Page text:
- Decide which skills are needed to do the job. Clearly defined job descriptions are a definite advantage, so making sure those are in place is the first step. Be sure to include competencies that might not be part of the role as it was originally defined, but that you’ve decided are necessary going forward.
- Match candidates with appropriate positions. Internal candidates have the advantage of being familiar with the organization and its operations. They also have a proven track record, which an outside candidate would not.
- Be transparent. Make sure team leaders and managers are aware of the strategic succession plan. Their input and opinions can prove valuable.
- Commit to developmental training. Once the plan is in place, follow through by getting candidates ready with leadership training and courses in the specific skills they may need.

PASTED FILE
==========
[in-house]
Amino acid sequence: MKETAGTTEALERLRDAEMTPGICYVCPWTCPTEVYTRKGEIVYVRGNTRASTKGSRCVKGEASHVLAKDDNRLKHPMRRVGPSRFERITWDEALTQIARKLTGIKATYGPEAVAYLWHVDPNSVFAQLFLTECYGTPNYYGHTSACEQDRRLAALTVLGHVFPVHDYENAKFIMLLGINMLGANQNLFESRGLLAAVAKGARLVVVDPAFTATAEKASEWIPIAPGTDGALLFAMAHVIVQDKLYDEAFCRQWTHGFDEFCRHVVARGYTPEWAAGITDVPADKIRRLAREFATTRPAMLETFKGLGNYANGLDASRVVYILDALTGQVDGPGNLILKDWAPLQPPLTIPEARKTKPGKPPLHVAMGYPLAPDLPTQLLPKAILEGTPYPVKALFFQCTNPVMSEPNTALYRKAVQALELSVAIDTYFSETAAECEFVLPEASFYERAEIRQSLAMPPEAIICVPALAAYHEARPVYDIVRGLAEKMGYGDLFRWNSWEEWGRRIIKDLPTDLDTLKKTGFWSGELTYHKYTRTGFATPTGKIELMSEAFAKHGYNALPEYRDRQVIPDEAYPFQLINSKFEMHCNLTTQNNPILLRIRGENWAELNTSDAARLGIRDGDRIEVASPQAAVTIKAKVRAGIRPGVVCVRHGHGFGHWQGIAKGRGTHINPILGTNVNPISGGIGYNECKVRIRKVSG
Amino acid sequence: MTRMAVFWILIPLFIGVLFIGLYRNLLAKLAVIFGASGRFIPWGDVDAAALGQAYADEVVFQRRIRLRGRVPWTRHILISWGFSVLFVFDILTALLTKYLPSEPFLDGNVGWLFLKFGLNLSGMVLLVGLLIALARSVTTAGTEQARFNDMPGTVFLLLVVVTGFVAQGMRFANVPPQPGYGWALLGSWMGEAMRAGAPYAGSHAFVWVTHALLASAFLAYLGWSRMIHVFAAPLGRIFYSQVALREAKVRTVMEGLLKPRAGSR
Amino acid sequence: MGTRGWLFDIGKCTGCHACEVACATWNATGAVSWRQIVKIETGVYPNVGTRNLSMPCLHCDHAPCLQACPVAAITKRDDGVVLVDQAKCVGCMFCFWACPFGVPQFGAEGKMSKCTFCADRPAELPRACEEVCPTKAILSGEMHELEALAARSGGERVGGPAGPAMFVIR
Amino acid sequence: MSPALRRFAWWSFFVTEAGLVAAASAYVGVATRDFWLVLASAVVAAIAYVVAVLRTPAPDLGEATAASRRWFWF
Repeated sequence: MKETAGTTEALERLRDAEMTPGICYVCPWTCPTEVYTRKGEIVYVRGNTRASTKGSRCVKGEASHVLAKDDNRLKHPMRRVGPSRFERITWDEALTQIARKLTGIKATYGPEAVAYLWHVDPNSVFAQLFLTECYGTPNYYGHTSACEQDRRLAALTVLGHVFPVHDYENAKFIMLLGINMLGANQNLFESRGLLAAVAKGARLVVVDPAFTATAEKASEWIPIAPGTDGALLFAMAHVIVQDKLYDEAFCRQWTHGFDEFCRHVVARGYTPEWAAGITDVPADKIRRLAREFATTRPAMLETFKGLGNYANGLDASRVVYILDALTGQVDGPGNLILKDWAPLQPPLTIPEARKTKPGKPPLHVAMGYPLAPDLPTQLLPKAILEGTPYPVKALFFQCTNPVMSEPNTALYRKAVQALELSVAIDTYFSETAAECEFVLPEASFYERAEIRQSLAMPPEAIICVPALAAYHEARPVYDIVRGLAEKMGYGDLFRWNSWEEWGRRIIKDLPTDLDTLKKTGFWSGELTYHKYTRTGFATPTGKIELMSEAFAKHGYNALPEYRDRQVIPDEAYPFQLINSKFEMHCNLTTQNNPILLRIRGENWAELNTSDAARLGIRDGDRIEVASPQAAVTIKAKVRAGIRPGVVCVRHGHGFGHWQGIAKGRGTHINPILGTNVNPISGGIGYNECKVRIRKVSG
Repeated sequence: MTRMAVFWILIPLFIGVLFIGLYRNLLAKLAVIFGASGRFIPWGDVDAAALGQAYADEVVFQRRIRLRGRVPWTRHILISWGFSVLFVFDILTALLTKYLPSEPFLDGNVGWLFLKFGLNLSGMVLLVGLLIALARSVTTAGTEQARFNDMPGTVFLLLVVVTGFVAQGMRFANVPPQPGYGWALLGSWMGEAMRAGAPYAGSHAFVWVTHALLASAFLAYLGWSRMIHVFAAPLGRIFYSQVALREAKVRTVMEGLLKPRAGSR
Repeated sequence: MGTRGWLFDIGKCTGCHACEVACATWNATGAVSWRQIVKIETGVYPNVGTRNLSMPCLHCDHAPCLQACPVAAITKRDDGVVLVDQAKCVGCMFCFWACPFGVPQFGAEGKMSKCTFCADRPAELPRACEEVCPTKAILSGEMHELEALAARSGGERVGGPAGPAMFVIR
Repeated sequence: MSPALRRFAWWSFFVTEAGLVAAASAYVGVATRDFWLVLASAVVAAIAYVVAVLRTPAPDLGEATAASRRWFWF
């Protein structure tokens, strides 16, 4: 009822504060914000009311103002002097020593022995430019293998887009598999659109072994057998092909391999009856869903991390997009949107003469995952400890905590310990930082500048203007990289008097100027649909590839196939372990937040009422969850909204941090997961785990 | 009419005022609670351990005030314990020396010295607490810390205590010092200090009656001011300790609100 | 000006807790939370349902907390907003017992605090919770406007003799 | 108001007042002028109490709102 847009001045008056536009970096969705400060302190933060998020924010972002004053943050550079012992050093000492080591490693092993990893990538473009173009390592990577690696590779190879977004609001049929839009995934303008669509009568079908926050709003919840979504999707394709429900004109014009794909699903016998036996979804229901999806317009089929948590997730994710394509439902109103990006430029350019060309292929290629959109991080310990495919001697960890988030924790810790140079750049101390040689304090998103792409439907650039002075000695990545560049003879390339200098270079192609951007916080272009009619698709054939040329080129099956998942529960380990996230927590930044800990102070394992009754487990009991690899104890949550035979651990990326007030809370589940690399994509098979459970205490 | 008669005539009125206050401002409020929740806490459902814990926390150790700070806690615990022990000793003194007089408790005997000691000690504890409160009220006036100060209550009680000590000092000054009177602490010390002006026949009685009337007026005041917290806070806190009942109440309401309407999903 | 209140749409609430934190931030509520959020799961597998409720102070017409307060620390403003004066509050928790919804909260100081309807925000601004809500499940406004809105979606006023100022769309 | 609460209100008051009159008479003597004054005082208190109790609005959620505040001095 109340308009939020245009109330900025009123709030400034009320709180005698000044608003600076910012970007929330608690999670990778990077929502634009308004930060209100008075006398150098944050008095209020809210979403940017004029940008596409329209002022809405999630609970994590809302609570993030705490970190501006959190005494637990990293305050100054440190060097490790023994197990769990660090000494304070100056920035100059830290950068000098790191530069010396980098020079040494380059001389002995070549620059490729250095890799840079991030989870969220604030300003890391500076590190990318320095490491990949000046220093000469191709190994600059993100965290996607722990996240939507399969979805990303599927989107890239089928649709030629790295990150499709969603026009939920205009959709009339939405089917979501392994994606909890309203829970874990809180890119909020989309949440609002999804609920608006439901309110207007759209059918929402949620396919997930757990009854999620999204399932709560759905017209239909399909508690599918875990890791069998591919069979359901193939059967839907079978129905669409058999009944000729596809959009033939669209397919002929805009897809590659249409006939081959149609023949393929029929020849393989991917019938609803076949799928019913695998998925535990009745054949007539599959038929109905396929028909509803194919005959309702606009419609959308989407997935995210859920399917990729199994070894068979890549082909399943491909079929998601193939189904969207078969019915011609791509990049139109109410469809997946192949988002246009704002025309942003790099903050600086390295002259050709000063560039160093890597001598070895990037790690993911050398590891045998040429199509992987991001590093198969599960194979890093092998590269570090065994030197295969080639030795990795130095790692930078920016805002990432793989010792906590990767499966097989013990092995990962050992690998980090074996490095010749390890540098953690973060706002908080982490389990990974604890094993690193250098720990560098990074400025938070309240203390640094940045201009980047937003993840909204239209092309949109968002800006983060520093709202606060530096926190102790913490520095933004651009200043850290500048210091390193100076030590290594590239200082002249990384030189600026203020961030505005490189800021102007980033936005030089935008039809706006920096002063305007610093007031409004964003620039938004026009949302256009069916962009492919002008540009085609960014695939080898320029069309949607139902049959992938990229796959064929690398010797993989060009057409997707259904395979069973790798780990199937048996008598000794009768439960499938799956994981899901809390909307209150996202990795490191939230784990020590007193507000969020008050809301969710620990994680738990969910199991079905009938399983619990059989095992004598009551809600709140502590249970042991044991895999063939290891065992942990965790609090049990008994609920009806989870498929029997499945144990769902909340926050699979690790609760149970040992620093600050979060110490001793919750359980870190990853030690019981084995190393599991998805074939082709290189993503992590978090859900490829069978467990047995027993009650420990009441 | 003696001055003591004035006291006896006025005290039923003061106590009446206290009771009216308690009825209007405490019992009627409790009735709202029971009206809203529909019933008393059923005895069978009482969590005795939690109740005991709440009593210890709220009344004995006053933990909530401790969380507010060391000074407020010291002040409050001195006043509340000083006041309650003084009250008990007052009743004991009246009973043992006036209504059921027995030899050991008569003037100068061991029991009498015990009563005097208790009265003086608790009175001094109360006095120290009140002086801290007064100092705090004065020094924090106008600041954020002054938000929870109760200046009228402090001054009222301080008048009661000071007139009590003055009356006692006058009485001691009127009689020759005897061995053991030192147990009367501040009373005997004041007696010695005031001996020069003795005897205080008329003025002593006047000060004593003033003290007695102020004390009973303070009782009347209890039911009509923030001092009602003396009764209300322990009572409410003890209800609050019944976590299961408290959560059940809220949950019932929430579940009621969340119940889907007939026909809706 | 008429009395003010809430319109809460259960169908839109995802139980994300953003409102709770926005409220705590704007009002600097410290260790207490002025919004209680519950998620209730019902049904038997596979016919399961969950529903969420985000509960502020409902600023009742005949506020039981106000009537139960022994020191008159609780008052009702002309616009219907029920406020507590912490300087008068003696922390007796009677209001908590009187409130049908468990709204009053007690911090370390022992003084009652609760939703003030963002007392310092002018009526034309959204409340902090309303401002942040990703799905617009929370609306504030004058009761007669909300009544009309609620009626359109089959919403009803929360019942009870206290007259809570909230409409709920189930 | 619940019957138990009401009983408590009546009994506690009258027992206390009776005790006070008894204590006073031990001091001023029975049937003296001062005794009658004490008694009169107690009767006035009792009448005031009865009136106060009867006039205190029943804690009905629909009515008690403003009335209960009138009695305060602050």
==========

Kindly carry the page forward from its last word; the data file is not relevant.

While the steps don’t change, how they are done does. We’ve seen that every step after step 1 needs to change with the shift to a WFH environment. Sometimes those shifts are small, but sometimes they are large.
Post-Pandemic, New Leadership and Managerial Skills Are Needed
More traditional succession planning comes with a fair amount of development of future managers and leaders, but even with good development programs, existing training might not be enough.
Pause for a second and think: What skills do managers need nowadays that they didn’t back in 2019?
Here’s a quick list of possibilities:
- Managing a remote workforce
- Working with online collaboration tools
- Performing a “mental health” check-in on remote employees
- Zoom meeting etiquette
- Planning and strategizing when there is a great deal of uncertainty